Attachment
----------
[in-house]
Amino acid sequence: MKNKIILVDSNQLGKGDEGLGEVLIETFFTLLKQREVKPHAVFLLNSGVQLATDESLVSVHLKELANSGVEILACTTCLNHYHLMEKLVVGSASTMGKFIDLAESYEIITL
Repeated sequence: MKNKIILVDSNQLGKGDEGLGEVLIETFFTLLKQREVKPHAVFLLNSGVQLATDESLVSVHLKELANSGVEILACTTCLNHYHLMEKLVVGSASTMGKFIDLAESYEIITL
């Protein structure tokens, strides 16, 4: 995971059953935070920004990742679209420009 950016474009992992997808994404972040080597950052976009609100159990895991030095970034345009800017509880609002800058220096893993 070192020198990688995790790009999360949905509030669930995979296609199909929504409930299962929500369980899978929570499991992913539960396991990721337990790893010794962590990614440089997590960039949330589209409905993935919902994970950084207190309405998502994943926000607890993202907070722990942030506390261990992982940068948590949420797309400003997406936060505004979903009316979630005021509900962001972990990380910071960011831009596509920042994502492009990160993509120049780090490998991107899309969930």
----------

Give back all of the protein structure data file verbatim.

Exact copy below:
[in-house]
Amino acid sequence: MKNKIILVDSNQLGKGDEGLGEVLIETFFTLLKQREVKPHAVFLLNSGVQLATDESLVSVHLKELANSGVEILACTTCLNHYHLMEKLVVGSASTMGKFIDLAESYEIITL
Repeated sequence: MKNKIILVDSNQLGKGDEGLGEVLIETFFTLLKQREVKPHAVFLLNSGVQLATDESLVSVHLKELANSGVEILACTTCLNHYHLMEKLVVGSASTMGKFIDLAESYEIITL
């Protein structure tokens, strides 16, 4: 995971059953935070920004990742679209420009 950016474009992992997808994404972040080597950052976009609100159990895991030095970034345009800017509880609002800058220096893993 070192020198990688995790790009999360949905509030669930995979296609199909929504409930299962929500369980899978929570499991992913539960396991990721337990790893010794962590990614440089997590960039949330589209409905993935919902994970950084207190309405998502994943926000607890993202907070722990942030506390261990992982940068948590949420797309400003997406936060505004979903009316979630005021509900962001972990990380910071960011831009596509920042994502492009990160993509120049780090490998991107899309969930």